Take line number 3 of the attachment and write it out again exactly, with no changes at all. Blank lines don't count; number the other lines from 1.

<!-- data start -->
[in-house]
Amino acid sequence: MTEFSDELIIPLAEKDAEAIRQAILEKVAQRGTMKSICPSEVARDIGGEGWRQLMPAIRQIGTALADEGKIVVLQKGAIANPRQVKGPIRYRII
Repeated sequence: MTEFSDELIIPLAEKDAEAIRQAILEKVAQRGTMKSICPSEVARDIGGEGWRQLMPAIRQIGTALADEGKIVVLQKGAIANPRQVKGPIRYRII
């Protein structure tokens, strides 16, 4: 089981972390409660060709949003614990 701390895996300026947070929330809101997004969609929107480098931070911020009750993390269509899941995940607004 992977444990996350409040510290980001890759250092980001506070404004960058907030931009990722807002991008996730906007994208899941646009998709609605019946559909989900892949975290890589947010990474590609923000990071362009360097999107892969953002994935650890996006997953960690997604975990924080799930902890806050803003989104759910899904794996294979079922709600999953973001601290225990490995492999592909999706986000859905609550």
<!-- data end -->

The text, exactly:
Repeated sequence: MTEFSDELIIPLAEKDAEAIRQAILEKVAQRGTMKSICPSEVARDIGGEGWRQLMPAIRQIGTALADEGKIVVLQKGAIANPRQVKGPIRYRII